29 Jan 2010

Help Me Out With the "Inventory Bounce" Cynicism

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I am as skeptical of GDP numbers as the next guy. But I don’t quite get this commentary by Krugman:

As expected, a big GDP number (pdf), signifying nothing much. It’s an inventory blip: topline growth at 5.7 percent, but only 2.2 of that is final demand.

Don’t get me wrong, I understand the superficial plausibility of distinguishing between changes in final demand versus “mere” changes in inventory. But when we push the analysis one step deeper, I can’t come up with the same conclusion that Krugman reaches. (It’s not just him, by the way, lot’s of people talk like this.)

If I’m not mistaken, the procedure (roughly speaking) goes like this: The BEA measures how much money people spend on finished goods and services. But that figure isn’t necessarily how much businesses produced during the quarter, because some of those sales could have been handled through falling inventories.

So for example, if final sales were $1 trillion, but inventories declined by $100 billion, then they would subtract it and say that GDP was actually only $900 billion. In other words, only $900 billion in stuff was actually produced, since the other $100 billion in sales came from drawing down inventories (which were produced in earlier periods).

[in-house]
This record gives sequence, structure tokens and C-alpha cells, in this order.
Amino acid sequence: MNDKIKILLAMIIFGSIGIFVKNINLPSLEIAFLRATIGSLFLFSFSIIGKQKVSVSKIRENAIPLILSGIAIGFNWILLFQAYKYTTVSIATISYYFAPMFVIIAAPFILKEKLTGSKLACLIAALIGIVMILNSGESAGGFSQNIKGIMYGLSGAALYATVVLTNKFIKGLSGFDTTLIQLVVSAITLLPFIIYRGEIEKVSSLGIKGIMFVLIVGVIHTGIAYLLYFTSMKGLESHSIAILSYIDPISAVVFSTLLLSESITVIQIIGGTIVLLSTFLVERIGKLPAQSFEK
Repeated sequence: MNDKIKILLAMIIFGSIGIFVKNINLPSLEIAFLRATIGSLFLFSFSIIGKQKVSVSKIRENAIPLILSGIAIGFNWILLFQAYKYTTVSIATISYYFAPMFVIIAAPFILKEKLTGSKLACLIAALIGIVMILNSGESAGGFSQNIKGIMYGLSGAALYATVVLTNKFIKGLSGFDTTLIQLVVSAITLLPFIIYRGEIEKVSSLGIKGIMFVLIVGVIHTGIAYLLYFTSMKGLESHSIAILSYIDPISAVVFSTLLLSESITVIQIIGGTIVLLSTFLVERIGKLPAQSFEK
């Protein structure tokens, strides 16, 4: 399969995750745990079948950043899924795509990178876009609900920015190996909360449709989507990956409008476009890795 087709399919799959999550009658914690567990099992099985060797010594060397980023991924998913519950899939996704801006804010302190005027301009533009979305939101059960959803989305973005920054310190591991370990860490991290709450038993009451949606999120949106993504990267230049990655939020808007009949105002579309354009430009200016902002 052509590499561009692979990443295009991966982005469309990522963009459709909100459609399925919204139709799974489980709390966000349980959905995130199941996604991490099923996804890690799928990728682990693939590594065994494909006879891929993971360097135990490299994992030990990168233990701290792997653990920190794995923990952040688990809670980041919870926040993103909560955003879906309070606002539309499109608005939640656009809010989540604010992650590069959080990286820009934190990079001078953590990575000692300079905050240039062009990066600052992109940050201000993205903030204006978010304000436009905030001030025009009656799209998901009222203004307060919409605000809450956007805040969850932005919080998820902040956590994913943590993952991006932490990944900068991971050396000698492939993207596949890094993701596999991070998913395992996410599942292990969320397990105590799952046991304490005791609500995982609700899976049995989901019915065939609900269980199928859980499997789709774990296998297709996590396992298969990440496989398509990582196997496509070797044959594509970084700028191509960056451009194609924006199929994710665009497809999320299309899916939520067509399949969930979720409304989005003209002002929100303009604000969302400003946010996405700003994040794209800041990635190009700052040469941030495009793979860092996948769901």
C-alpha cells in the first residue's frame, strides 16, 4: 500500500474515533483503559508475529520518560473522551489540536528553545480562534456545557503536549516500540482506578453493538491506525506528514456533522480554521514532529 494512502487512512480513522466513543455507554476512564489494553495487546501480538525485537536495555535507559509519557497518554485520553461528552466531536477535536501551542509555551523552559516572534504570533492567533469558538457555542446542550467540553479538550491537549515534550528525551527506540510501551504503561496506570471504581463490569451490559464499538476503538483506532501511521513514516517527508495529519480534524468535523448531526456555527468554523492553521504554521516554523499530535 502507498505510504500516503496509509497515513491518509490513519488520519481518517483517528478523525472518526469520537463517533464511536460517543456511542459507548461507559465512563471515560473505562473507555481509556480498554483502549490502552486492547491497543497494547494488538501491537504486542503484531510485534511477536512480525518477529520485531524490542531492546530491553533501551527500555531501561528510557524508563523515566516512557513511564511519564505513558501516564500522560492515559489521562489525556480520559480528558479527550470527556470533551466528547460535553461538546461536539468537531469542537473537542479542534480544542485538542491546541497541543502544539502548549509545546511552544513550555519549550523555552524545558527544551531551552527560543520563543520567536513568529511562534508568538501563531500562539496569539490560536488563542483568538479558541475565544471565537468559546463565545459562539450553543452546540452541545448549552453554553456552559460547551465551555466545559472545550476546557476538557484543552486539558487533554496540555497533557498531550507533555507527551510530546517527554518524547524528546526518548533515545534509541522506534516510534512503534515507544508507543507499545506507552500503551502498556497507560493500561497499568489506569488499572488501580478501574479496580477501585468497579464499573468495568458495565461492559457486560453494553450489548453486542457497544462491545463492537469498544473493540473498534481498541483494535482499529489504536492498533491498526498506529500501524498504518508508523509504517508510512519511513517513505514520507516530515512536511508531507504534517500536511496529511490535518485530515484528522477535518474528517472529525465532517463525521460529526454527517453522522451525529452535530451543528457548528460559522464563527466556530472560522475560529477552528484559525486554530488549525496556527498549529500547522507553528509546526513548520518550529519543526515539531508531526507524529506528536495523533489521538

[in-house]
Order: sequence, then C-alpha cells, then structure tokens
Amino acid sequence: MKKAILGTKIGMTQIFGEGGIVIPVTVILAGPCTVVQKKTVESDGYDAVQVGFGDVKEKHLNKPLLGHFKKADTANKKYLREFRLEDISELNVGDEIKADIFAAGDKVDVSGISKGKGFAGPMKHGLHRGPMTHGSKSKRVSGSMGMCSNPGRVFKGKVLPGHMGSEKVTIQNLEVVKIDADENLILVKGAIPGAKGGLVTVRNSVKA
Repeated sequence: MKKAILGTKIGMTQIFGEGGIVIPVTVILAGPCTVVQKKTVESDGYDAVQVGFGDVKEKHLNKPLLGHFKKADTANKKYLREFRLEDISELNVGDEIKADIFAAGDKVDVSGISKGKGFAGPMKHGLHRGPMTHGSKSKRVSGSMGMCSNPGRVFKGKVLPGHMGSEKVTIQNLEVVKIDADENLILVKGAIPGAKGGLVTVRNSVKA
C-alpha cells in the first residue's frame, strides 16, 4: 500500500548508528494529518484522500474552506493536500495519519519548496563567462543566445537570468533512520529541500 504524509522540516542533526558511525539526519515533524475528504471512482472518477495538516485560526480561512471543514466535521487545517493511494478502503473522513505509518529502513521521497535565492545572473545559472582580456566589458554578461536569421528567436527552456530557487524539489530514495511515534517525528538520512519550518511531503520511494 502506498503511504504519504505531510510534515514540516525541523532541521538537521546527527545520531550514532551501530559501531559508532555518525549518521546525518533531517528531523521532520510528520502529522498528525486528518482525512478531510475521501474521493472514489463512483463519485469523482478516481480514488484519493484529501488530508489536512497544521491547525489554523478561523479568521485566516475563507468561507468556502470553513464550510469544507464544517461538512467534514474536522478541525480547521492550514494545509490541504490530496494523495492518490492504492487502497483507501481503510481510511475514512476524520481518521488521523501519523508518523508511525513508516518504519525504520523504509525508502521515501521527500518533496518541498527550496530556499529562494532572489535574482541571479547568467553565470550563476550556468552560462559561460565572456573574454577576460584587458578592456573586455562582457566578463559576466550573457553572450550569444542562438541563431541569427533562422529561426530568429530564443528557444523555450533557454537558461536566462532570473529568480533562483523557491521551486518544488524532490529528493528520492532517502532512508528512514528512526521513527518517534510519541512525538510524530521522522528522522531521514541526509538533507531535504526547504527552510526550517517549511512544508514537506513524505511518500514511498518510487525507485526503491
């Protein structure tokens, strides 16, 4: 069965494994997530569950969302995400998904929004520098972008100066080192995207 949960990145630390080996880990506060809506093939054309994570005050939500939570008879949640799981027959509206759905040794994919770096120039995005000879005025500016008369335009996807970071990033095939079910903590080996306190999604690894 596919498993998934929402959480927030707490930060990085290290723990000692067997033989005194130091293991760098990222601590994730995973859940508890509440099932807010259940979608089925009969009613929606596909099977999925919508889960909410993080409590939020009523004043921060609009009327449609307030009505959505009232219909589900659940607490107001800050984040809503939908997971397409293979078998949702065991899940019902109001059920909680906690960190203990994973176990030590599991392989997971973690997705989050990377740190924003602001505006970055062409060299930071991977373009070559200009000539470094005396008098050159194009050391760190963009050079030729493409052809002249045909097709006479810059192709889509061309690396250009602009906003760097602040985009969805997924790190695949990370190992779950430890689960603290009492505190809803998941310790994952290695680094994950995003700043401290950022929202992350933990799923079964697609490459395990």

OK, so now for today’s announcement of the 4th quarter GDP figures, Krugman is saying that the 5.7% official figure is misleading, because if you strip out inventories, then “final demand” only grew 2.2%. This strikes me as backwards.

If you break down the numbers, inventories still fell in the 4th quarter, they just didn’t fall as sharply as in the 3rd quarter:

Business inventories fell only $33.5 billion in fourth quarter after dropping $139.2 billion in the July-September period. The change in inventories alone added 3.39 percentage points to GDP in the last quarter. This was the biggest percentage contribution since the fourth quarter of 1987.

Am I making sense here? I can understand if inventories rose by a bunch, and then Krugman wanted to say, “Aww, that’s just firms replenishing their depleted inventories–this isn’t really a spike in final demand by consumers.”

Can anybody clarify this? I am hesitant to say not only Krugman, but many other commentators, on this point are getting things backwards, especially since I’m no expert on GDP accounting. I am thinking I’m doing something wrong, because in my version I don’t see where the 2.2% figure is coming from, when you “strip out inventories,” if they only fell by $33.5 billion.

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